First Republic ‘Will Survive’: Veteran Bank Analyst Bove

The bank’s stock has dropped more than 60% since Monday, after a weak first-quarter earnings report.

With more than 40 years of experience researching banks, Dick Bove, 82, has earned a reputation as the dean of banking analysts. 

So who better than the Odeon Capital chief financial strategist to discuss the troubles of First Republic Bank  (FRC) – Get Free Report?

DON’T MISS: First Republic Hits Record Low, Amid Deposit-Flight Concern

It’s the focal point of regional banks’ woes now. The stock has plunged more than 60% since Monday, after a troubling first-quarter earnings report.

The bank lost about $100 billion of customer deposits in March, the month when the regional bank crisis erupted, leaving it with $105 billion of total deposits. And revenue dropped 13% in the first quarter.

Bove thinks the bank will be able to avoid failure without the government requiring much change. He thinks regulators should push banks to reveal the true value of their assets and increase their equity.

Here are his comments. How do you think the First Republic saga will play out?

Dick Bove: I think it will survive with the money that has been put into it. The first-quarter balance sheet shows that the government actually owns it. First Republic has about $75 billion of [regular] deposits and $30 billion from the big banks. [JPMorgan Chase and others combined to deposit that sum into First Republic last month as a sign of confidence in the bank.]

Then it has $105 billion in loans from the Federal Reserve and the Federal Home Loan Bank. Real equity [assets minus liabilities] is probably negative $14 billion. The entity that owns First Republic is really the U.S. government. What about an FDIC (Federal Deposit Insurance Corp.) Takeover?

Bove: If the FDIC was to take over First Republic, it wouldn’t have enough money to repay the government loans. The FDIC insurance fund had $129 billion as of the third quarter, and it spent $23 billion on other banks. They could sell other assets, but the loss there would be about $31 billion. Plus there are $51 billion of insured deposits.

The FDIC could impose a one-time charge on U.S. banks to pay for its losses on First Republic. But then 4,000 banks would be paying for the losses of one. I doubt that will happen. What can the Fed do?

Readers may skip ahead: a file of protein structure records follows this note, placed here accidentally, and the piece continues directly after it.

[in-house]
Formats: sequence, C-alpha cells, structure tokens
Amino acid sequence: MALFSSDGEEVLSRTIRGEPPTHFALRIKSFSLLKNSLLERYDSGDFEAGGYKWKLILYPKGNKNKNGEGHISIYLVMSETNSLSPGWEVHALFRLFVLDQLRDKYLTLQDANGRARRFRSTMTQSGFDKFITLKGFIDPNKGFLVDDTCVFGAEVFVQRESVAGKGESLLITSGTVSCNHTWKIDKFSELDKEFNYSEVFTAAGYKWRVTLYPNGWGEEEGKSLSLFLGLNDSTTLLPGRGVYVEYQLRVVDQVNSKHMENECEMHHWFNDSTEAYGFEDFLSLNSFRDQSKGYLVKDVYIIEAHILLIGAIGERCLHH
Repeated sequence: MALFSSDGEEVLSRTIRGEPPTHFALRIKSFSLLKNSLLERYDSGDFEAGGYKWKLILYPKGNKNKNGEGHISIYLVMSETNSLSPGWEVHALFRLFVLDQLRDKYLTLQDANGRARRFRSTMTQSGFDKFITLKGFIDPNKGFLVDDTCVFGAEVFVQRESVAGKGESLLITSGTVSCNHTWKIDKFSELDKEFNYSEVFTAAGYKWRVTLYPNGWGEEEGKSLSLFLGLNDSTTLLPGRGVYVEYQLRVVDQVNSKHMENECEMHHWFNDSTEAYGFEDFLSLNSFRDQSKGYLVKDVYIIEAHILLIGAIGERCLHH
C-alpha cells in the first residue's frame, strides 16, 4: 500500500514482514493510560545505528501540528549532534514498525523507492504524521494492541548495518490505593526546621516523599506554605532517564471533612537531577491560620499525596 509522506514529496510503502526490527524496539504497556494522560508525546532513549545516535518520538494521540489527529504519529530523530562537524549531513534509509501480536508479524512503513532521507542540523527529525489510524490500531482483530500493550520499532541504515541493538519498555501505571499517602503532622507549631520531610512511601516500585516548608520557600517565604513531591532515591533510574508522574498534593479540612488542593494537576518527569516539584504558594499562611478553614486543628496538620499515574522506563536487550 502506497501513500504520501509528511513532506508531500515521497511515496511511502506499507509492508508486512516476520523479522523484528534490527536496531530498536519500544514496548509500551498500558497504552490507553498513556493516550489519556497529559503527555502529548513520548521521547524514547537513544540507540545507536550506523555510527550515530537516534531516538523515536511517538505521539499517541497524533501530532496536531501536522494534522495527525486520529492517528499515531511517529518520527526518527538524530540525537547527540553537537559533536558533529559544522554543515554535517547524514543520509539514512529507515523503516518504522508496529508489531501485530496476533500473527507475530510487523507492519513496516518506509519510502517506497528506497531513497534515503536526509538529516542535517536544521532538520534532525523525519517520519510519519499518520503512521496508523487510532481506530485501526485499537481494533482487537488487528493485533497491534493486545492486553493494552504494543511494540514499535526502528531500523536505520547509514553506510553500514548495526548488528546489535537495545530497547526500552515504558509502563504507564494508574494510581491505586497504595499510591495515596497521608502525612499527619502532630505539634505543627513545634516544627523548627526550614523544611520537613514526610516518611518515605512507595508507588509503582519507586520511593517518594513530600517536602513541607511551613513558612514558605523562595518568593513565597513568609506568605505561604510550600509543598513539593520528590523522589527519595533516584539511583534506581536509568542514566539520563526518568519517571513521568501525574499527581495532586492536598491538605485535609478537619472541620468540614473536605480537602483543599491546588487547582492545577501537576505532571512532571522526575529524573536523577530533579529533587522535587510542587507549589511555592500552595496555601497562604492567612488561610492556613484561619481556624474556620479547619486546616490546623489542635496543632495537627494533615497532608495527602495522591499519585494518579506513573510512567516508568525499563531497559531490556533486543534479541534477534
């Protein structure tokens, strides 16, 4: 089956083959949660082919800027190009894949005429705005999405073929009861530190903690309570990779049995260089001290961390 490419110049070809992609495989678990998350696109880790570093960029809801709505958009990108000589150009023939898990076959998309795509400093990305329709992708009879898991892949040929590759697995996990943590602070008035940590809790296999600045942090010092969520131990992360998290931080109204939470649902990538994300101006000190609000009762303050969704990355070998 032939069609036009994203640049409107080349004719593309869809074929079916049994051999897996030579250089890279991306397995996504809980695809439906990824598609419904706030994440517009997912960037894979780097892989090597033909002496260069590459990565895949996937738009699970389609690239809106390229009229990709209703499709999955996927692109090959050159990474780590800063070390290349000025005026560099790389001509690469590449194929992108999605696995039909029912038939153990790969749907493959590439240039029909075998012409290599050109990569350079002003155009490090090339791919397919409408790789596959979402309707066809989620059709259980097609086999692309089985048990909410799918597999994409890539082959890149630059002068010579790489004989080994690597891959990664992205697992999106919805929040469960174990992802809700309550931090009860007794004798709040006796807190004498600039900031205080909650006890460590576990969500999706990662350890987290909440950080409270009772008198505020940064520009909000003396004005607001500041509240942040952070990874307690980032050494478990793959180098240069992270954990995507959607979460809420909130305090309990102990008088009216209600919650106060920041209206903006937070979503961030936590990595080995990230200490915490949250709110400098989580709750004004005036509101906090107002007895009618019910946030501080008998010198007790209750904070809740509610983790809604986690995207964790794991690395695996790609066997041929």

The Fed could step in and say the big banks must convert their $30 billion of deposits into common equity. First Republic doesn’t have bad loans, just misvalued loans. So First Republic could sell loans, take a loss up to $30 billion and still have common equity. But then the big banks will have to take the loss.

First Republic founder Jim Herbert knows the government is stuck, that it can’t take over. He’s saying he won’t do anything the government wants and will wait it out, because the bank can turn it around. If he hangs in long enough, he can turn things around, and the Fed will get paid back. But we’re talking years.

To turn it around, he will have to keep depositors from fleeing in the short term. If there’s a recession, which I think there will be, interest rates will come down. Then the value of First Republic’s assets will go up. Do other banks face issues too?

Bove: Yes, no fixed-rate loan is worth what a bank’s balance sheet says it is. The government needs a series of rules to get big banks [and the others] to show accurate values of their assets. We have a crisis in the banking industry. It’s not as bad as 2008, but no one can have confidence, because there isn’t truth on balance sheets.

The government also must push to get more equity into banks. They have done massive buybacks instead of putting money into the business. Is there a risk that the damage will spread beyond First Republic?

Bove: Yes. If the government lets First Republic go, we will have a run on banks. They have to do something. They should take the steps that I just mentioned. Do you think the bank turmoil will cause the Federal Reserve to stop raising interest rates?

Bove: No, that will stop because inflation is dead. There’s no need to raise interest rates anymore, but it looks like they might anyway.

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